Where to begin? I’m a native Cape Codder, I grew up wanting to become a cartoonish or comic book artists, then came to the realization I wasn’t a great artist, so I switched disciplines and have been plugging away at writing ever since.
I spent 15 years as a reporter for my local newspaper before leaving to A) help out my wife’s growing business (Storied Threads, cheap plug) and B) focus on my fiction writing. I’ve also been on the writing staff for Pastimes Entertainment, a small theater company out of Revere MA; and the Connecticut Renaissance Faire, where I still perform (mostly in stage combat roles, because the director loves how I get beaten up on stage).
I currently live off-Cape with my wife Veronica, our bulldog Beatrix, and four cats.
How long have you been writing?
More or less my entire life. When I was an aspiring cartoonist, I wrote all my own comic strips, but I didn’t take writing seriously until I went to art school and learned that a career as a professional artist wasn’t going to happen. I took up writing as a serious craft 24 years ago.
What’s your story about?
It features five teenage friends who are attempting to become serious superheroes. The focus is on Carrie, a girl who gains super-powers the same day she learns her parents are getting divorced, so the story is very much about Carrie rediscovering herself as a person – and that person just happens to be a promising crime-fighter.
What genre would you consider your book?
I’d say the genre is “superhero,” which happens to encompass a wide range of other genres, from science fiction and fantasy to crime drama and action-adventure. Superhero settings are wonderfully eclectic, which means the story potential is staggering.
Give me some insight into your main character.
Despite her powers, I like to think of Carrie as a very normal young woman trying to navigate her teenage years, easily the most chaotic and uncertain time in anyone’s life. She’s trying to find herself again after a rough patch in her life, to assert her individuality and independence, and to figure out where her life is going.
She’s also trying very, very hard not to get killed by the assortment of antagonists that pop up in her secret life.
What makes your book different from others in its genre?
If you mean the superhero genre, that’s easy: there are precious few books in that category, so it’s unusual simply by existing. Everyone writing YA is doing supernatural romance or dystopian futures, so the superhero genre is wide open.
Speaking of the YA field more generally, I’m doing my best to avoid all the trappings of modern YA fiction. I’ve promised myself, and readers, that there will never be any love triangles, and that the series will never get so bogged down in drama it loses its sense of fun.
What inspired you to write your book?
Broadly speaking, a lifelong love of superhero comics. I’ve been reading them since literally before I could read. The concept has been floating around in my brain for years, but I only recently figured out how to tell the story. I decided on a whim to try writing it as a young adult novel, and it worked. I credit Suzanne Collins’ “The Hunger Games” series for giving me the incentive to give the YA approach a whack.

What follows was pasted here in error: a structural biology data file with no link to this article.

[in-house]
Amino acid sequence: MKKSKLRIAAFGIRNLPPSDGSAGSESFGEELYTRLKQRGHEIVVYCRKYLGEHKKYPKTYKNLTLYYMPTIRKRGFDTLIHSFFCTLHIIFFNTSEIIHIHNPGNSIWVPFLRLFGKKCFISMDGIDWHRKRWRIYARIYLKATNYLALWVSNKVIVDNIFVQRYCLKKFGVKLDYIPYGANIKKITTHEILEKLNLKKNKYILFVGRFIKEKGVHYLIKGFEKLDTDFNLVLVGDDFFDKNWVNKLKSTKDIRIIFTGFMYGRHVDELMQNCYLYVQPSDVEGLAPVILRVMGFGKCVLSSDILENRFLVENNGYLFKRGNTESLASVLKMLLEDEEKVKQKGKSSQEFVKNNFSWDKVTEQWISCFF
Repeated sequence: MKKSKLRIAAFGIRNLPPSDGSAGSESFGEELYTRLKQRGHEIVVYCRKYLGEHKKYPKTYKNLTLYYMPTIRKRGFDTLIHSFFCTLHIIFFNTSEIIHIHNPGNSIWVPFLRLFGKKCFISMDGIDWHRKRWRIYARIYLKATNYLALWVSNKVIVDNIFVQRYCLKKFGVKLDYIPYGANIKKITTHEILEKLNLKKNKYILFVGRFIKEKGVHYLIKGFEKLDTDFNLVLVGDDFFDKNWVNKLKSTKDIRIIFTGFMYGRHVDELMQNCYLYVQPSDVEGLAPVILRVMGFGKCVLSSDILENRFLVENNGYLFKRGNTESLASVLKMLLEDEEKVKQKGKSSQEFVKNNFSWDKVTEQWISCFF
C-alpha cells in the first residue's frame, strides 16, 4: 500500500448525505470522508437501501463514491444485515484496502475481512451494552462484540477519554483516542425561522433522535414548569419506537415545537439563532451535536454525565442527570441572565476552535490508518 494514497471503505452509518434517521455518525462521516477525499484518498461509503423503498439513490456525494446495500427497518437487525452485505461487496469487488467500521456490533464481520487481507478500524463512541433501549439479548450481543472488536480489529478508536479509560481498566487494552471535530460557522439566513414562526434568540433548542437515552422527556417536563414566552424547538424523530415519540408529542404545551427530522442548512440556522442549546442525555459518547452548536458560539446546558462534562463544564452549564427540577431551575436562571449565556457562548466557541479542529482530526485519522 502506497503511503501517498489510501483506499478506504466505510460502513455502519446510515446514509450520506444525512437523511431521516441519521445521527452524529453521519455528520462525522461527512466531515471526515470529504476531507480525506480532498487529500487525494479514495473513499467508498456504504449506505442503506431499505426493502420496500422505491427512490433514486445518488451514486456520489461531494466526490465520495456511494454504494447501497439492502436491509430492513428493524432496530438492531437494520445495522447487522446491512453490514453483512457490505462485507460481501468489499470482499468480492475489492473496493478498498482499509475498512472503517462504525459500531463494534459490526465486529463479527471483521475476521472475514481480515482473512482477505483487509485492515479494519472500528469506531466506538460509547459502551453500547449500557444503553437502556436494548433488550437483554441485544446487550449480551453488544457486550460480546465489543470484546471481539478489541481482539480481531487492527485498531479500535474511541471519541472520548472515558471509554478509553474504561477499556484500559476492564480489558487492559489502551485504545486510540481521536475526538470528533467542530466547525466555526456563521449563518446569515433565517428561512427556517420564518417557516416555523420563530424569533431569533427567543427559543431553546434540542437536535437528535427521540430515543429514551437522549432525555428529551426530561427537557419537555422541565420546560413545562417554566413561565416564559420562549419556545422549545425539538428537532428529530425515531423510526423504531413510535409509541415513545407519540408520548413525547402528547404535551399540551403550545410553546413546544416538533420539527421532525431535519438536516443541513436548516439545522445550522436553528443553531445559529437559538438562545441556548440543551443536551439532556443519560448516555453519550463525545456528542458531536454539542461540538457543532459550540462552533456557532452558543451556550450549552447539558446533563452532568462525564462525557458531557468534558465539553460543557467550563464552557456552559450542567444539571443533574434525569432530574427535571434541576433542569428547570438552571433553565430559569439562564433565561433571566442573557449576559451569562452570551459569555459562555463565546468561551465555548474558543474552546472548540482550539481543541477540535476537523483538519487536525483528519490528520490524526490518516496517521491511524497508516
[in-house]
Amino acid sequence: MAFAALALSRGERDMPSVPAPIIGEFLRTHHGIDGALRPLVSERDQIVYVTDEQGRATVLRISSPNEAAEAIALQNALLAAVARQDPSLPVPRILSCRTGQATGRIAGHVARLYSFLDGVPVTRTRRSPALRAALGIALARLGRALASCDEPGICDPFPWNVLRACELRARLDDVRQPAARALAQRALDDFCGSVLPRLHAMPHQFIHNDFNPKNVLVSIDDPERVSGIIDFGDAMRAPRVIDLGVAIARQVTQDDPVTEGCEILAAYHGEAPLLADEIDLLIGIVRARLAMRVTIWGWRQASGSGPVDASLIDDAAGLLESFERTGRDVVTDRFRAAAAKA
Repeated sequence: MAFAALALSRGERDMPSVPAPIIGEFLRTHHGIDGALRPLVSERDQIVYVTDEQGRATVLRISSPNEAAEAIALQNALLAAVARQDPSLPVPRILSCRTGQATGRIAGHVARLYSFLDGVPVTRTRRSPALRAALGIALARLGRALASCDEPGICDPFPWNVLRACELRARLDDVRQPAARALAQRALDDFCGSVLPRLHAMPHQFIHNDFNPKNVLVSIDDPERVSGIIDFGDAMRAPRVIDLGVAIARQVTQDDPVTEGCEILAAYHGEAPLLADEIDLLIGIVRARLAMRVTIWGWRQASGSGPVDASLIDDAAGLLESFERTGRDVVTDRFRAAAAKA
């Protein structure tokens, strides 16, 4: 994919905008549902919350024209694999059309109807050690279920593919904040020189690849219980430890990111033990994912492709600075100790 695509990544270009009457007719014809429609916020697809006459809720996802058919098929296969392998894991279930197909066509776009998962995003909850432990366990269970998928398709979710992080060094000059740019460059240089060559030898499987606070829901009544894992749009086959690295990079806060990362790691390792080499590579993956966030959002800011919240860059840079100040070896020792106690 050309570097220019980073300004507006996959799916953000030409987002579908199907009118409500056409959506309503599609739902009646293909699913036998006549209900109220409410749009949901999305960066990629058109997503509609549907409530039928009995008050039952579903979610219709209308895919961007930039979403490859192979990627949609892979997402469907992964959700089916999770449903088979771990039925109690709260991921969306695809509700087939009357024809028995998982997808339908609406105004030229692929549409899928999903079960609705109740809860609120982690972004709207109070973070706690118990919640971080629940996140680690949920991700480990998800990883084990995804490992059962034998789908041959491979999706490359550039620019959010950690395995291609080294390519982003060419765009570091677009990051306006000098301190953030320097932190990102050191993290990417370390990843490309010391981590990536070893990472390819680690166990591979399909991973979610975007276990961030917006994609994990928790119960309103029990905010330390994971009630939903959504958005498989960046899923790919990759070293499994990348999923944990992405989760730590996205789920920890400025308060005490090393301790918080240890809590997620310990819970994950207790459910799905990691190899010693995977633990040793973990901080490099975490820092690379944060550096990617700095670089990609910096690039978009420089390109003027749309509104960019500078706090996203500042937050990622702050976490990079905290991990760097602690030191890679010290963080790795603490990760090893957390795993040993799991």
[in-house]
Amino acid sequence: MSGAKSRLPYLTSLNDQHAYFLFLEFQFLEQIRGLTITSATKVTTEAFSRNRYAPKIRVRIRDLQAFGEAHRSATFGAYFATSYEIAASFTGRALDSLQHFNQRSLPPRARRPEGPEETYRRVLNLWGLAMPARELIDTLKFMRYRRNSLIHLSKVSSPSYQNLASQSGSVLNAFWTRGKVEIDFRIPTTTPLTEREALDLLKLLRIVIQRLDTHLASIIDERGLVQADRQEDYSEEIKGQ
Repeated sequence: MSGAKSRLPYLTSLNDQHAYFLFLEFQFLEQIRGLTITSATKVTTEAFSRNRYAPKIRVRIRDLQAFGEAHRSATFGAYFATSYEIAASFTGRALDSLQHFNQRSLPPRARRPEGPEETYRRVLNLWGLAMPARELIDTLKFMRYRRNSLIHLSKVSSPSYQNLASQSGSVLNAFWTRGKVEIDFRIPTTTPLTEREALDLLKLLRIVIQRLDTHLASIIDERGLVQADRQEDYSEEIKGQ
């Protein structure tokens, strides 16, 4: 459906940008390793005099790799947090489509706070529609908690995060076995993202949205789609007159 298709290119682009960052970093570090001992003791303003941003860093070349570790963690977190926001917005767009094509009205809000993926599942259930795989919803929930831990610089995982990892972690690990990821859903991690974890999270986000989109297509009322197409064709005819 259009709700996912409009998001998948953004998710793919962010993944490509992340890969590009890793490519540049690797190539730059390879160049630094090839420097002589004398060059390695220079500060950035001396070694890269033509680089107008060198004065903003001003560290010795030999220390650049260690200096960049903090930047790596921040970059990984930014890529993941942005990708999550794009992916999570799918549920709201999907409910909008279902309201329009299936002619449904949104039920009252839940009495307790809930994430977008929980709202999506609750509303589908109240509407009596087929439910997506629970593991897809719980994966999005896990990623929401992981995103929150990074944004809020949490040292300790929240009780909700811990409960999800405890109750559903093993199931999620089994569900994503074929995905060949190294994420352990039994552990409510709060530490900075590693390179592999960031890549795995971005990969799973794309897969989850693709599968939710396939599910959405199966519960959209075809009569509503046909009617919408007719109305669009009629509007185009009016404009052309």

How did you come up with the title?
I wish I had an interesting story here, but I don’t. This falls under the “it just came to me” category, but when it did come to me, I knew I’d hit on the right title.
What’s your favorite part of it, without giving anything away of course?
In book two, there’s a little bit of dialog between Matt and Stuart, two of Carrie’s friends/teammates. One of the school bullies tries to belittle them with a homophobic slur -- something, sadly, bullies in real life tend to do -- and they turn it around on him by getting into a mock lover’s quarrel. It was a lot of fun to write, and it’s the kind of humorous rebuttal you’d love to see in real life.
Tell me about your writing process?
I sit on the couch, fire up whatever low-budget craptacular horror movies I can find on Netflix, and go. I have what I’d charitably call an organic writing process, which means I know what sort of broad story beats I want to hit, but I make up a lot of it on the fly. It’s a pain during editing because I’m always finding continuity issues that need fixing, but it always takes my stories in new directions I never could have planned out.
What do you find most difficult about writing?
Writing transition scenes, those scenes in which not much is happening to advance the plot in any exciting way, but is necessary to get me to the next significant scene. When I hit those, I tend to stall out a lot, because it feels like I’m just spinning my wheels rather than moving the story along.
Are you a full-time writer?
More or less. If I’m not helping out my wife, I’m writing.
What are your writing ambitions?
I’d like to get my career to a point where my writing is more reliable as a source of income. It’s tough when you’re self-publishing, but I suspect it’s really not all that better if my books had a major publisher. Precious few writers get that sweet six-figure book deal.
What do you do when you get writer’s block?
I step away from the laptop. I know better than to try and force myself through a mental dead zone.